A Dweller on Two Planets

From Wikipedia, the free encyclopedia
Jump to navigation Jump to search
A Dweller on Two Planets
The Dividing of the Way
AuthorFrederick Spencer Oliver (within the book, Oliver attributes it to "Phylos the Thibetan")
CountryUnited States
GenreMetaphysics, occult
PublisherBaumgardt Publishing Company
Publication date
Preceded by(none) 
Followed byAn Earth Dweller's Return 1940; and Atlantis Speaks Again 1960 

A Dweller on Two Planets or The Dividing of the Way is a book written by Frederick Spencer Oliver, who was born in 1866. The book was finished in 1886 and in 1894 the manuscript was typewritten and copyrighted and again in 1899, owing to an addition. It was not published until 1905, by his mother Mary Elizabeth Manley-Oliver, six years after Oliver's death in 1899.[1]

In the amanuensis preface, Oliver presents the book as a true account of the actual past of the true author, called "Phylos The Thibetan", otherwise identified as: "Yol Gorro" (under image in 1952 1st Bordon Pub. edition)

Plot summary[edit]

In its introduction, Oliver claims that the book had been channeled through him via automatic writing, visions and mental "dictations", by a spirit calling himself Phylos the Thibetan who revealed the story to him over a period of three years, beginning in 1883.

Concerning itself with Atlantis, it portrays a first person account of Atlantean culture which had reached a high level of technological and scientific advancement. His personal history and that of a group of souls with whom Phylos closely interacted is portrayed in the context of the social, economic, political and religious structures that shaped Poseid society. Daily life for Poseidi citizens included such things as antigravity powered air craft and submarines, television, wireless telephony, arial water generators, air conditioners and high-speed rail. The book deals with deep esoteric subjects including karma and re-incarnation and describes Phylos' final incarnation in 19th century America where his Atlantean karma played itself out. In that incarnation (as Walter Pierson, gold miner and occult student of the Theo-Christic Adepts) he travelled to Venus/Hysperia in a subtle body while his physical form remained at the temple inside Mt Shasta. Describing his experience with the Hesperian adepts, Phylos relates many wonders including artworks depicting 3D scenes that appeared alive. He saw a voice-operated typewriter and other occult and technical power. Some devices mentioned have become reality (such as the TV and the atomic telescope).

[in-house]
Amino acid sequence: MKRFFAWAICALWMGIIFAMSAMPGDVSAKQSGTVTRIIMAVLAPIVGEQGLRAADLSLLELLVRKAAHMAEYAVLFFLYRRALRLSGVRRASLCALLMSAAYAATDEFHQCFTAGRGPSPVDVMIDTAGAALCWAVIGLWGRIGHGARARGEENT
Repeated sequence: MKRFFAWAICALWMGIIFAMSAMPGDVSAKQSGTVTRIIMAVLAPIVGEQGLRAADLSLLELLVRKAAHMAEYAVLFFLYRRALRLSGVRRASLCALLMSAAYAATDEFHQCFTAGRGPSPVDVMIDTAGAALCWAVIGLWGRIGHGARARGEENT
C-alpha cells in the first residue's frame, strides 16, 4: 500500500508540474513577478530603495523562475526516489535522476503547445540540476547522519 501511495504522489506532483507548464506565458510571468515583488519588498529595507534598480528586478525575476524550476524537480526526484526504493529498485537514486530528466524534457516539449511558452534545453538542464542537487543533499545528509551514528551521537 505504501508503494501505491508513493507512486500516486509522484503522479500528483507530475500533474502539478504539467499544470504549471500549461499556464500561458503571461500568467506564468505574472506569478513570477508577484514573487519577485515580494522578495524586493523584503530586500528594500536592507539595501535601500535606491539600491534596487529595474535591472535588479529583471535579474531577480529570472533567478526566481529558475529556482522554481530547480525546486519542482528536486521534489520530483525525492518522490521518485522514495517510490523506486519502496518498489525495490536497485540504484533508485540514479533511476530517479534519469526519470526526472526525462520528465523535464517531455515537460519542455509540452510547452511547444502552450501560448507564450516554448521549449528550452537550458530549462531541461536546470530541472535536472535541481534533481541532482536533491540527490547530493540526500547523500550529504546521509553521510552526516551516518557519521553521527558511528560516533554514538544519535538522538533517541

In a detailed personal history of Atlantis and 19th century North America, Phylos draws the threads of both lifetimes together in familiar and initiatic terms revealing equally their triumphs and failures and exposing the cause and effects of karma from one lifetime to another. His life story is written in personal testimony of the law: "whatsoever a man soweth, that shall he also reap" and as a warning to this technological age to not repeat the mistakes of the past that led to the cataclysmic destruction of "Poseid, queen of the waves".


The book has been influential on ideas concerning Atlantis, Lemuria and Mount Shasta. In a 2002 introduction, John B. Hare says that it "is openly acknowledged as source material for many new age belief systems, including the "I AM" movement, the Lemurian Fellowship, and Elizabeth Claire Prophet." In the analysis of Walter Kafton-Minkel's history Subterranean Worlds, "A Dweller on Two Planets was not very good fiction, but it did establish all the main elements of the modem Mt. Shasta mythos."[2]

In 1940, the Lemurian Fellowship published a "sequel" with the title An Earth Dweller's Return.


  1. ^ “Publishes Work of Spirit Author.” Los Angeles Herald. March 27, 1905. p. 5
  2. ^ Walter Kafton-Minkel. Subterranean Worlds: 100,000 Years of Dragons, Dwarfs, the Dead, Lost Races and Ufos from Inside the Earth. (Port Townsend, WA: Loompanics Unlimited, 1989.) p. 122


  • Oliver, Frederick S. Amanuensis Preface in: Phylos the Thibetan. A Dweller on Two Planets or The Dividing of the Way. Los Angeles: Poseid Publishing, 1920.

External links[edit]